By the time the fields rounded towards the 60km mark and reached the end of the Giant’s Cup to exchange trail for the tar of the Sani Pass climb, the men’s field had jostled into the positions that would ultimately prevail until the end of the race. Morris held a narrow lead over Ngaka, with Clark some minutes further behind, and early leaders du Plessis and Sekhute in fourth and fifth respectively. In the women’s race, van Niekerk held a narrow lead over Laing, with eventual third finisher Carla Whitehead building on her measured start to move into the podium position. Eksteen, by this stage, had settled into fifth, which would become sixth by the day’s end.

From the unrelenting Sani Pass to the finish, the biggest winner (and only change of position) was Melissa Laing, overhauling van Niekerk’s lead and beginning to build a lead of her own before the final turn off from Sani Pass at the Twelve Apostles Aid Station. By no means was the race dead and buried, and into the fading afternoon light it took a focused and calculated descent down towards Sani Valley Road Aid Station for Laing to build the unassailable hour lead she enjoyed at the finish line.

By the time the head-torches came out, the tussles at the front were ironed out under the night sky, and finish-lines crossed, the final standings were as follows: On the men’s side, Oli Morris ran out to win in 12:08, with Ngaka in second in 12:23 and Clark third in 12:42. In the women’s race, Melissa Laing broke the tape in 14:18, with van Niekerk second in 15:48 and Whitehead taking the final podium step in 16:07.

Mvuyisi Ngcogo was first in the GCU65. Photo Grae Holliday.

GCU65 | Saturday 07h00, Silverstreams Trading Post
The GCU65 was let loose at a ferocious early pace, shattering all early expectations and predictions. A mere 3 minutes separated the first seven runners into the customary “halfway” Aid Station at Castleburn, with all clocking in under 2:20, and early top three Remaketse Lekaka, Mvuyisi Gcogco, and Ofenste Mokgale leading Bradley Claase into the key checkpoint. In the women’s race, the early pace was dictated by Maryke van Zyl, who headed Cape Town favourite Kerry-Ann Marshall, and Simone Malan, by a minute and a half into Castleburn.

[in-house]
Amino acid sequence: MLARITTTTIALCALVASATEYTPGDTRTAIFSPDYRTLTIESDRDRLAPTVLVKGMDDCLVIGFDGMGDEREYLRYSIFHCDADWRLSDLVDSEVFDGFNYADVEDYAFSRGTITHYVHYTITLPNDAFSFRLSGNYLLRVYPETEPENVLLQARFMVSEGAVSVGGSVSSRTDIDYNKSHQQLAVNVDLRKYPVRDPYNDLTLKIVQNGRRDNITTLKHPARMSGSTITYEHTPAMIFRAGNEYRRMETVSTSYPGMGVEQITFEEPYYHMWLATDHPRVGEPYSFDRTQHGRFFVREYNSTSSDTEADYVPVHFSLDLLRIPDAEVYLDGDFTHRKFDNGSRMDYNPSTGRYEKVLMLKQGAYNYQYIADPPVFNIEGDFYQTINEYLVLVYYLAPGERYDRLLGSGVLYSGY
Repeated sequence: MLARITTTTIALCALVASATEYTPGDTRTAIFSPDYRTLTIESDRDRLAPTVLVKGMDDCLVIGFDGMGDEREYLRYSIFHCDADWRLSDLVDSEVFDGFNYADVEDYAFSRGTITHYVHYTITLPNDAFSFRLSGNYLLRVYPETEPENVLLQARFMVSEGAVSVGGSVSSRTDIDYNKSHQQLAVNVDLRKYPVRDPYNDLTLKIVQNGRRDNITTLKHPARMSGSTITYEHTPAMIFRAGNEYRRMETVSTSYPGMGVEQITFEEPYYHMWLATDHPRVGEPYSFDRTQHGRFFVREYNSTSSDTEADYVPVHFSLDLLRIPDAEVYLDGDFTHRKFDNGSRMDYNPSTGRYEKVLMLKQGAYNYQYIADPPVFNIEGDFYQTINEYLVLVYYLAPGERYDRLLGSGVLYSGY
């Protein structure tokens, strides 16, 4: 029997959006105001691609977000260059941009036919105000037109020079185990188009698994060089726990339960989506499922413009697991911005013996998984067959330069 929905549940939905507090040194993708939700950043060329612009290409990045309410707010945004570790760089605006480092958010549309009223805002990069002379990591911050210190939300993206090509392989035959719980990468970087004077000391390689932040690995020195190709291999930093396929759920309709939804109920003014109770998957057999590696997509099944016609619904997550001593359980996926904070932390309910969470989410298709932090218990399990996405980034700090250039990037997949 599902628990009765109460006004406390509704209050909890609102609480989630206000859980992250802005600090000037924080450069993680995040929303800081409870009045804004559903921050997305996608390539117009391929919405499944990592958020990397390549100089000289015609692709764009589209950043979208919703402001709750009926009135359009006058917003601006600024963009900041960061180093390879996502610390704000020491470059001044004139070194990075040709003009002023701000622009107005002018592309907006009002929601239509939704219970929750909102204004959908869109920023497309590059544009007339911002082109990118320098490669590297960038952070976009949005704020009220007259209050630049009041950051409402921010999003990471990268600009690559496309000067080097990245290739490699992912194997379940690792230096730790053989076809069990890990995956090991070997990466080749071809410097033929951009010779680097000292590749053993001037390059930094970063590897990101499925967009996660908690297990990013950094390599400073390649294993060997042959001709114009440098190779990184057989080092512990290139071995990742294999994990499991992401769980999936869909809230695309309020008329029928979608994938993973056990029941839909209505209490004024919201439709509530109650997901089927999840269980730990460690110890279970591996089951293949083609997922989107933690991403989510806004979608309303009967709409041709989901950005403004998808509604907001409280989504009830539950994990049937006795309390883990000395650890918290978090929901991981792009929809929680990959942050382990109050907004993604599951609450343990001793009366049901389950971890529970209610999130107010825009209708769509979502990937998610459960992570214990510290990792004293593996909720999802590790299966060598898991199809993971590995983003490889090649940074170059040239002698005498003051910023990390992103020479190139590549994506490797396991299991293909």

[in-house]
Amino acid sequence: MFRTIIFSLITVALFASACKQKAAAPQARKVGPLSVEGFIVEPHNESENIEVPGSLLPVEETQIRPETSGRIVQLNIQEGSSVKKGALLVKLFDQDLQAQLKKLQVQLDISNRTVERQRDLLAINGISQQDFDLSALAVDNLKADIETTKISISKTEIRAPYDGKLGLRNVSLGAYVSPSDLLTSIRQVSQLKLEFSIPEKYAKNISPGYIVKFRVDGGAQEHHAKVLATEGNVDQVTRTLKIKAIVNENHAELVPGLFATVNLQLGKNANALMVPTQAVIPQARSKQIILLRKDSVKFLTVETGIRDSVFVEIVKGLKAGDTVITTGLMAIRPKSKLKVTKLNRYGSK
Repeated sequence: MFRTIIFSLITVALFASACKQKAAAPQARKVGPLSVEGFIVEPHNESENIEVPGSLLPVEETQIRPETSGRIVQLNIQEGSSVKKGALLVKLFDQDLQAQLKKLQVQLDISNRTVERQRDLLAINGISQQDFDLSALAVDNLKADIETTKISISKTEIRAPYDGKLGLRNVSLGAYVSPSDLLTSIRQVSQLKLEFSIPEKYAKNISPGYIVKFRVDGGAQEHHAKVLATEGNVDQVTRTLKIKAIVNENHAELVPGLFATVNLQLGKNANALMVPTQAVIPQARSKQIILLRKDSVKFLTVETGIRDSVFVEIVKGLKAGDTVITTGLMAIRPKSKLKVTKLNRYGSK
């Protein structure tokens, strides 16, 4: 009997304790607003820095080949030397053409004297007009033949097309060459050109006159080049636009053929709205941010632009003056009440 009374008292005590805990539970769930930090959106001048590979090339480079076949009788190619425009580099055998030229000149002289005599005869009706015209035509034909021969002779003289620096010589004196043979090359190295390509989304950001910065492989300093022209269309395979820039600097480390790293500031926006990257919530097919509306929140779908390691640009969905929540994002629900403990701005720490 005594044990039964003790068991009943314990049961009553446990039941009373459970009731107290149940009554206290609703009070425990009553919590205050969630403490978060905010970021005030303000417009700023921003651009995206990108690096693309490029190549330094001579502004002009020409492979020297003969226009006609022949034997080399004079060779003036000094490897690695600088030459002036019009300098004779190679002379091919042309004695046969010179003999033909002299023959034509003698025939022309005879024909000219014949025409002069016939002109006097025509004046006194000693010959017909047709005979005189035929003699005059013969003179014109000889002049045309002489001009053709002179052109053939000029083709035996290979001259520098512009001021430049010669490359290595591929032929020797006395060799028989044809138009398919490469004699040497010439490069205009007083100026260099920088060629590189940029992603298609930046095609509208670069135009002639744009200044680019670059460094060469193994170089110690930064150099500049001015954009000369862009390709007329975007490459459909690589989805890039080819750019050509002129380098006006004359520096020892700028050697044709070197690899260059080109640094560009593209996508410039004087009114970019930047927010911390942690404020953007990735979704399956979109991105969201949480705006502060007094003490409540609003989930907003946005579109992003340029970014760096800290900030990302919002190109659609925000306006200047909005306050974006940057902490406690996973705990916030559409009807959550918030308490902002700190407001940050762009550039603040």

Van Zyl put on the afterburners immediately after Castleburn, surging on the runnable climbs in the second phase of the race, and leaving Marshall and Malan with no reply. By the next crewed Aid Station at Cobham, van Zyl had built a 7-minute lead over Marshall and would continue to extend the gap right to the finish, eventually clocking in at a time of 6h48 compared to the 7h on the nose achieved by the latter. From Cobham onwards, initial podium sitter Malan fell back, and her spot was taken by the initially-conservative Jada Linstrom. In a show of tactical awareness and disciplined execution, she built from clocking into Castleburn in 6th position to a commanding podium finish, running in 4 minutes ahead of 4th place in a time of 7h35.

In the men’s race, the decisive moves came much later in the day. Heading into Cobham Aid Station, Gcogco was still in second behind early leader Lekaka, and Claase was yet to take a podium spot, third instead being occupied by past-podium finisher Josh Chigome. It was only on the last of the “mountain” leg of the course, past the Stromness timing point, heading towards the 56km Sani Valley Gate Aid Station, that Gcogco took the lead, and Claase moved into the final podium spot. Gcogco surged past the 6-hour barrier to win in 5:59, with Lekaka dropping the single position to second in 6:03 and Chigome dropping to an eventual fifth position in 6:12. Claase rounded out the podium with a strong finish in 6:04.